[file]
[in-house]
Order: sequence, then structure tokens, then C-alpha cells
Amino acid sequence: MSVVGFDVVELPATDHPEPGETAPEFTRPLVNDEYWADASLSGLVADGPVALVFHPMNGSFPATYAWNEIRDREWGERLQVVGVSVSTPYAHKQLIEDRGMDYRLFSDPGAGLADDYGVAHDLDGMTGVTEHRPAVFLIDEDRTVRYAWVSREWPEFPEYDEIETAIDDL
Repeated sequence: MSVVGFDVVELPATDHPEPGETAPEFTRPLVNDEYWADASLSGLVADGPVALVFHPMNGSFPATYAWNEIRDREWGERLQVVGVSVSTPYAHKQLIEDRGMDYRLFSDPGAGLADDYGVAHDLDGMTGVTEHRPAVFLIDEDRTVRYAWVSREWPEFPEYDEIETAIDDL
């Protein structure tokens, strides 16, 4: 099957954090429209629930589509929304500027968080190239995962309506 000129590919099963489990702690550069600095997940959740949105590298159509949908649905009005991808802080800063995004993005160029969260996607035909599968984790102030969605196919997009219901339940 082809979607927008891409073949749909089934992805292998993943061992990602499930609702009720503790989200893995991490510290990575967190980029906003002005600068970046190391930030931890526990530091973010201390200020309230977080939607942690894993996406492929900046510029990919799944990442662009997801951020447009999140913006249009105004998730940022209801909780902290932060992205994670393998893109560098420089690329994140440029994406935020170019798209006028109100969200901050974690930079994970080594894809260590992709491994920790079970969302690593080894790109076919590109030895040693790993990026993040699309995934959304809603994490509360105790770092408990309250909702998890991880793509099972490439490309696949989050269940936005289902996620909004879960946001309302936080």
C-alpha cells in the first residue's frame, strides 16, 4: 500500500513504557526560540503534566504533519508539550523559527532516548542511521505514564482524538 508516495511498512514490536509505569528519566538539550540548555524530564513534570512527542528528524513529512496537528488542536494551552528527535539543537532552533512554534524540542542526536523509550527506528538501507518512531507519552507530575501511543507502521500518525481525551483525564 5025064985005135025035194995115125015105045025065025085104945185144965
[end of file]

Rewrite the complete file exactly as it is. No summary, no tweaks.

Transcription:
[in-house]
Order: sequence, then structure tokens, then C-alpha cells
Amino acid sequence: MSVVGFDVVELPATDHPEPGETAPEFTRPLVNDEYWADASLSGLVADGPVALVFHPMNGSFPATYAWNEIRDREWGERLQVVGVSVSTPYAHKQLIEDRGMDYRLFSDPGAGLADDYGVAHDLDGMTGVTEHRPAVFLIDEDRTVRYAWVSREWPEFPEYDEIETAIDDL
Repeated sequence: MSVVGFDVVELPATDHPEPGETAPEFTRPLVNDEYWADASLSGLVADGPVALVFHPMNGSFPATYAWNEIRDREWGERLQVVGVSVSTPYAHKQLIEDRGMDYRLFSDPGAGLADDYGVAHDLDGMTGVTEHRPAVFLIDEDRTVRYAWVSREWPEFPEYDEIETAIDDL
């Protein structure tokens, strides 16, 4: 099957954090429209629930589509929304500027968080190239995962309506 000129590919099963489990702690550069600095997940959740949105590298159509949908649905009005991808802080800063995004993005160029969260996607035909599968984790102030969605196919997009219901339940 082809979607927008891409073949749909089934992805292998993943061992990602499930609702009720503790989200893995991490510290990575967190980029906003002005600068970046190391930030931890526990530091973010201390200020309230977080939607942690894993996406492929900046510029990919799944990442662009997801951020447009999140913006249009105004998730940022209801909780902290932060992205994670393998893109560098420089690329994140440029994406935020170019798209006028109100969200901050974690930079994970080594894809260590992709491994920790079970969302690593080894790109076919590109030895040693790993990026993040699309995934959304809603994490509360105790770092408990309250909702998890991880793509099972490439490309696949989050269940936005289902996620909004879960946001309302936080």
C-alpha cells in the first residue's frame, strides 16, 4: 500500500513504557526560540503534566504533519508539550523559527532516548542511521505514564482524538 508516495511498512514490536509505569528519566538539550540548555524530564513534570512527542528528524513529512496537528488542536494551552528527535539543537532552533512554534524540542542526536523509550527506528538501507518512531507519552507530575501511543507502521500518525481525551483525564 5025064985005135025035194995115125015105045025065025085104945185144965